“I want you to smell this,” says Reggie McDaniel, executive director of the S.C. Tobacco Museum
as he picks up a beautiful vintage humidor. He opens it and I take a whiff; the elegant box has an enchanting perfume.
“It smells like incense, but it comes from the wood; then that flavors your cigar.”
McDaniel leads me through the museum, stopping to point out some highlights. There’s the collection of unopened cigarette packages from all around the world dating back to World War II, a bevy of national print ads, tobacco tins and even a 1940s-era automatic cigarette lighter to sit on your dashboard. Press a button and a fully lighted cigarette rolls out, allowing you to smoke while keeping your eyes on the road.
For many, these tobacco-related items are right where they belong: in a museum, considering what we know about the health effects of smoking and chewing tobacco.
But the S.C. Tobacco Museum is about so much more than smoking, or even tobacco itself. The museum is really about a way of life.
In this part of the state, near Mullins
, where the museum is located, tobacco was an institution. It was the crop that provided a living for the area’s residents for more than 100 years. The Tobacco Museum looks at the rural life in the area before 1950.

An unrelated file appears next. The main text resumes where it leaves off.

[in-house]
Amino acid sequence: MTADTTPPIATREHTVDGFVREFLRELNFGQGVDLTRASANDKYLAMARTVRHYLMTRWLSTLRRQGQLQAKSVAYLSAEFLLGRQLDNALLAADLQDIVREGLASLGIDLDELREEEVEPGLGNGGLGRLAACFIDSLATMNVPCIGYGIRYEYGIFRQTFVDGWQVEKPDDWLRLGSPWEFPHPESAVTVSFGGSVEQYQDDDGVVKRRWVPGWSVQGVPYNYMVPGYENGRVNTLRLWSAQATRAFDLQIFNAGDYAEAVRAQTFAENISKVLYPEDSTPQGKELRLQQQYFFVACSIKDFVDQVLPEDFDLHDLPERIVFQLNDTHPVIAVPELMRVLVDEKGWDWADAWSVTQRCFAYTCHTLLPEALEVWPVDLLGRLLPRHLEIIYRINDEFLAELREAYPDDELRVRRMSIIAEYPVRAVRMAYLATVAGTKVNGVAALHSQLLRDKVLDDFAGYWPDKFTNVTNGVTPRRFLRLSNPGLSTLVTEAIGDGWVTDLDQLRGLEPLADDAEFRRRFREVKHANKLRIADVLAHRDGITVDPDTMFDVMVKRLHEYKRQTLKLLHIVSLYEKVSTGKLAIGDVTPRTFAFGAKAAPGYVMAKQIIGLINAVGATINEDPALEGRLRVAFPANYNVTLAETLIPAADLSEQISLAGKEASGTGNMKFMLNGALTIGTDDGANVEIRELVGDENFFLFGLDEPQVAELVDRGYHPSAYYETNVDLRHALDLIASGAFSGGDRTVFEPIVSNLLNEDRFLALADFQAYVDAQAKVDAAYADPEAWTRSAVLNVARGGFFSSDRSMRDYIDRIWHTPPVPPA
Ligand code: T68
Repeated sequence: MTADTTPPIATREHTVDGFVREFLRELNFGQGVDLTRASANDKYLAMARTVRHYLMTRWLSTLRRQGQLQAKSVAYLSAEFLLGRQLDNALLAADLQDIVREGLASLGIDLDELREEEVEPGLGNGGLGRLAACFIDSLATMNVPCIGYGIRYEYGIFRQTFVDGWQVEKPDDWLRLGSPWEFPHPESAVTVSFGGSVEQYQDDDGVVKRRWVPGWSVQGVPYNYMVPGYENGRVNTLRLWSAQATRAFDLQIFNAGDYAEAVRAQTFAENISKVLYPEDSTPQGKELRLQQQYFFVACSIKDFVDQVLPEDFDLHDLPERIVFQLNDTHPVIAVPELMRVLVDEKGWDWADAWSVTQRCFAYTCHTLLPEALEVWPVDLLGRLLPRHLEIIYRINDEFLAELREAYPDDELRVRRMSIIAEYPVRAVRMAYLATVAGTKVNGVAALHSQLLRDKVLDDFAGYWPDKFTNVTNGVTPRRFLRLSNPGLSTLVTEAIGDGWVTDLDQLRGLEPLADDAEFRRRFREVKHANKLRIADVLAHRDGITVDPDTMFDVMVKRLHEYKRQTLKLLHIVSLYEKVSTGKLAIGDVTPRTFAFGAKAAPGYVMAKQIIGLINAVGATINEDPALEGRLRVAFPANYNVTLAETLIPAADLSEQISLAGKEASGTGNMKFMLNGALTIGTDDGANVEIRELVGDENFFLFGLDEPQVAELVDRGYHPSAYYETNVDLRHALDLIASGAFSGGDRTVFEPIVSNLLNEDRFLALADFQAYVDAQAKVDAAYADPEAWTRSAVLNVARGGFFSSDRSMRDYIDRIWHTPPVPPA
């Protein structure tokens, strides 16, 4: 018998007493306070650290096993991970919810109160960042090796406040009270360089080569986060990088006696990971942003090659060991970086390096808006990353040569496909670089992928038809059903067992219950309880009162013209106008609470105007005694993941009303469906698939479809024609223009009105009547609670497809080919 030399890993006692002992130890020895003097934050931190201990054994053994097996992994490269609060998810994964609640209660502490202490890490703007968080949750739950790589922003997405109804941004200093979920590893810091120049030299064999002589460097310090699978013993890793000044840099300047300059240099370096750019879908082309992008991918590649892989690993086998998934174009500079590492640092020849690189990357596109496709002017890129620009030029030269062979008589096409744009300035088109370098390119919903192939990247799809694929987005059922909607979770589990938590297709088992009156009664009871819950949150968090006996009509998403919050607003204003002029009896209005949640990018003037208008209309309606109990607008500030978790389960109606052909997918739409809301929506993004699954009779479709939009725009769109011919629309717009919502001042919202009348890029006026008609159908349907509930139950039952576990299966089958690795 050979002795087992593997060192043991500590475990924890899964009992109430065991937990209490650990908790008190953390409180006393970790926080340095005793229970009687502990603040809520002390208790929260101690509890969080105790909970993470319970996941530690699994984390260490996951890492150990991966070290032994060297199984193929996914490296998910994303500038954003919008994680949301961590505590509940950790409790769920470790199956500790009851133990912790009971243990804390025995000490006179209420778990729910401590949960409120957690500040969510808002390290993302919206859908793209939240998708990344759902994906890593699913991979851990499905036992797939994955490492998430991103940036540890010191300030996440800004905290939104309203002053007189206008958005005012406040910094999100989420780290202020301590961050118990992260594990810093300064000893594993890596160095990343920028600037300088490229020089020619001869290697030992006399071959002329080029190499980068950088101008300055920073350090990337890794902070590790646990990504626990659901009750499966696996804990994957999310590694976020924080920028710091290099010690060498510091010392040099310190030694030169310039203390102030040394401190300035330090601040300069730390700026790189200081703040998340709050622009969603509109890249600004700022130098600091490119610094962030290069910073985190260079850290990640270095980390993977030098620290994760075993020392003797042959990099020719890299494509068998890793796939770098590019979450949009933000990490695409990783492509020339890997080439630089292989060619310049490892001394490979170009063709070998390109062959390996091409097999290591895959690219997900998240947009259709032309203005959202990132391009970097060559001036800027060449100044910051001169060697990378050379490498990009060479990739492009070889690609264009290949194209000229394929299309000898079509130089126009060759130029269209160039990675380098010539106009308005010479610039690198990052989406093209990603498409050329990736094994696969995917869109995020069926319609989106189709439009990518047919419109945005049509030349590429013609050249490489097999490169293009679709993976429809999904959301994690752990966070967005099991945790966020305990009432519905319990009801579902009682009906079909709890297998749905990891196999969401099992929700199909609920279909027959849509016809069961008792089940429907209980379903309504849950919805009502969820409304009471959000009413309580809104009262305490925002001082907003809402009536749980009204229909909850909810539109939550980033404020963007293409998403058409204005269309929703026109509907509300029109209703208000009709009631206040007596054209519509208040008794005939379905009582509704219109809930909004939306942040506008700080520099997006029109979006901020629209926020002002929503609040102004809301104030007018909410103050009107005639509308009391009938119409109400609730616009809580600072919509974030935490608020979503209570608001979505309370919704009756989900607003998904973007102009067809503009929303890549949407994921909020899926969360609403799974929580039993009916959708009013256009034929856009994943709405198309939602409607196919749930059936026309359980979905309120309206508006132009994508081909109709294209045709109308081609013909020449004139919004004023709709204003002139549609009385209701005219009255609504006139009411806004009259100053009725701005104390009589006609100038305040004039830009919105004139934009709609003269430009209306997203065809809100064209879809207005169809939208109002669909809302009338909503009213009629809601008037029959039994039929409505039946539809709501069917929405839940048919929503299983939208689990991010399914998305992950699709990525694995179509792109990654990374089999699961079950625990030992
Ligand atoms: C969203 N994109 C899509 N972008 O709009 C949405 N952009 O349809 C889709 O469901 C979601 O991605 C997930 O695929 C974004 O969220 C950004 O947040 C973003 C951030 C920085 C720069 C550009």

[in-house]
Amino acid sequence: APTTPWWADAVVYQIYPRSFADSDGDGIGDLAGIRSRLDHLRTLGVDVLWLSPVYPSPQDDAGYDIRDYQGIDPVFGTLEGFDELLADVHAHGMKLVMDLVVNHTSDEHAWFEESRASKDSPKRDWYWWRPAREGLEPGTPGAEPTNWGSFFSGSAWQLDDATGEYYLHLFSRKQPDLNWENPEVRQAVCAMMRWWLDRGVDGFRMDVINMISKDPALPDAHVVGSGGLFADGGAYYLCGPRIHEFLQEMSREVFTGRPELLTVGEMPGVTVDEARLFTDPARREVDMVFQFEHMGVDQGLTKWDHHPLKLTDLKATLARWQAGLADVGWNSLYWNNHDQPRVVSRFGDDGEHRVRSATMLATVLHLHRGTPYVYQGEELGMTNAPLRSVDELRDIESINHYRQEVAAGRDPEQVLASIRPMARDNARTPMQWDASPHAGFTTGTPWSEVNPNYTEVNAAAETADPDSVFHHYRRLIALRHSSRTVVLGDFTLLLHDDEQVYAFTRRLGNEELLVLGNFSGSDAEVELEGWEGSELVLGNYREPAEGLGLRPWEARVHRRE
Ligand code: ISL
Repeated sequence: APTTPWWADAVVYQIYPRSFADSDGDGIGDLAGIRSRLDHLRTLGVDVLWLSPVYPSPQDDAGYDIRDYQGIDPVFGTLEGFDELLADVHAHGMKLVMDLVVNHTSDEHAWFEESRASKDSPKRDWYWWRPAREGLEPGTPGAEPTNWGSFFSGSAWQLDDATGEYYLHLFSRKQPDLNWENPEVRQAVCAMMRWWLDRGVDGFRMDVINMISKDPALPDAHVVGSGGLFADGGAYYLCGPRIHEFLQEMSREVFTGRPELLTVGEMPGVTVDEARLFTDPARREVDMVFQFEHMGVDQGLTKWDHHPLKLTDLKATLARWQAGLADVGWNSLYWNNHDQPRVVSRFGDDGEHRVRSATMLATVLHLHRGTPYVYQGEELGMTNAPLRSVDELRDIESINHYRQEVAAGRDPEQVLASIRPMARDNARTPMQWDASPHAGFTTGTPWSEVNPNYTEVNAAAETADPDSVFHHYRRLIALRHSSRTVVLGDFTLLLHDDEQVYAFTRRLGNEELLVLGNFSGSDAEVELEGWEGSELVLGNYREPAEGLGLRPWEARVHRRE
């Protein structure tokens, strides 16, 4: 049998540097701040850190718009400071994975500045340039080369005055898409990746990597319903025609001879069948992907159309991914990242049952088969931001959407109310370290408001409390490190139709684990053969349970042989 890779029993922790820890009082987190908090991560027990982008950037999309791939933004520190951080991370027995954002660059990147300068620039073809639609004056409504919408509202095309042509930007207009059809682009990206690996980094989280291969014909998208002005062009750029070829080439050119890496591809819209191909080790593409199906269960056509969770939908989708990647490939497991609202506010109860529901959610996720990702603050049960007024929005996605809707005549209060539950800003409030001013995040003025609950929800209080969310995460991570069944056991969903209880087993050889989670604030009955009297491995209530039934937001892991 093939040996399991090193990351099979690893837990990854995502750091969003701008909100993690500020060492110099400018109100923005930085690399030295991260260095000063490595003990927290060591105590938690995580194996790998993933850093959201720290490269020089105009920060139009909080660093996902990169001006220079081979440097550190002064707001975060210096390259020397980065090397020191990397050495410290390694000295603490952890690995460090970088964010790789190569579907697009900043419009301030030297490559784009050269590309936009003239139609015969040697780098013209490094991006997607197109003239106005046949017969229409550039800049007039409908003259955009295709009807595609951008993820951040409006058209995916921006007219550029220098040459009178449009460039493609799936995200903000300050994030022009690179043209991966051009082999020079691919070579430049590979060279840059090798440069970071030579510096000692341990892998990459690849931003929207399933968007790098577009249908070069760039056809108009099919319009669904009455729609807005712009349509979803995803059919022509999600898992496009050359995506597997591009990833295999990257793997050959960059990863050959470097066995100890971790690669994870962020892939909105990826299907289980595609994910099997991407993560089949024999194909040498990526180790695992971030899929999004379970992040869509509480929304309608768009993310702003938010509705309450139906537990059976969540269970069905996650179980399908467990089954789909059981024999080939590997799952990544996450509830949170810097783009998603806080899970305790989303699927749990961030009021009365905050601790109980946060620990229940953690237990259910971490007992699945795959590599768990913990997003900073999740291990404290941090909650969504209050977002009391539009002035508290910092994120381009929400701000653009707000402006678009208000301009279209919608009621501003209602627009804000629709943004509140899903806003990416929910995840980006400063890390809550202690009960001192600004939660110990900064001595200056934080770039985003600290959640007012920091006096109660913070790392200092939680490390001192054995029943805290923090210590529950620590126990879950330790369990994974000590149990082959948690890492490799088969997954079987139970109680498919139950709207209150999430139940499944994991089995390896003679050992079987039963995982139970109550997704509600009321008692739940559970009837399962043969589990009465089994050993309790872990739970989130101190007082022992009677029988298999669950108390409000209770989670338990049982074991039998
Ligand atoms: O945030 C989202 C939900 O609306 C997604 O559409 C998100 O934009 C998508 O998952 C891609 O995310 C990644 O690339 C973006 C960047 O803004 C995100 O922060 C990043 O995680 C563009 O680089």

As we travel through the displays, we leave the vintage cigarettes and lighters behind and enter into the area dedicated to farm life. There’s a blacksmith’s shop where McDaniel lets me hold a 200-plus-year-old sump pump. He hands me a shovel made of iron and smiles when the weight of it pulls me toward the floor.
“Couldn’t just run out to the Home Depot for a shovel back then.”
He explains that the people of Mullins survived the Great Depression because they knew how to take care of themselves: they made their own clothes, raised their own livestock, cultivated their own vegetables and even made their own lye soap.
“No one went hungry during the Depression because people took care of each other,” he adds before picking up a worn piece of muslin from a display.
“This is probably the most poignant item we have in the museum,” he said while holding a pinafore, made with care by someone’s mother out of a flour sack. “No one would make fun of her wearing this because everyone else would be wearing the same thing.”
The Tobacco Museum paints a picture of a rural life centered on tobacco. Nowhere does this come into clearer view than in the Living History video produced by the museum.
About five years ago the museum collected interviews with local residents who had grown up living or working on tobacco farms. Their stories put a human face on the tobacco industry and yield some unexpected stories, like one man’s description of a tobacco auction as a circus, complete with a Medicine man, guitar players and peanut vendors.
That festival atmosphere was recreated in Mullins earlier this month, when the town held its annual Golden Leaf Festival.
The S.C. Tobacco Museum
is open Monday-Friday from 9 a.m. to 5 p.m. Admission is $1.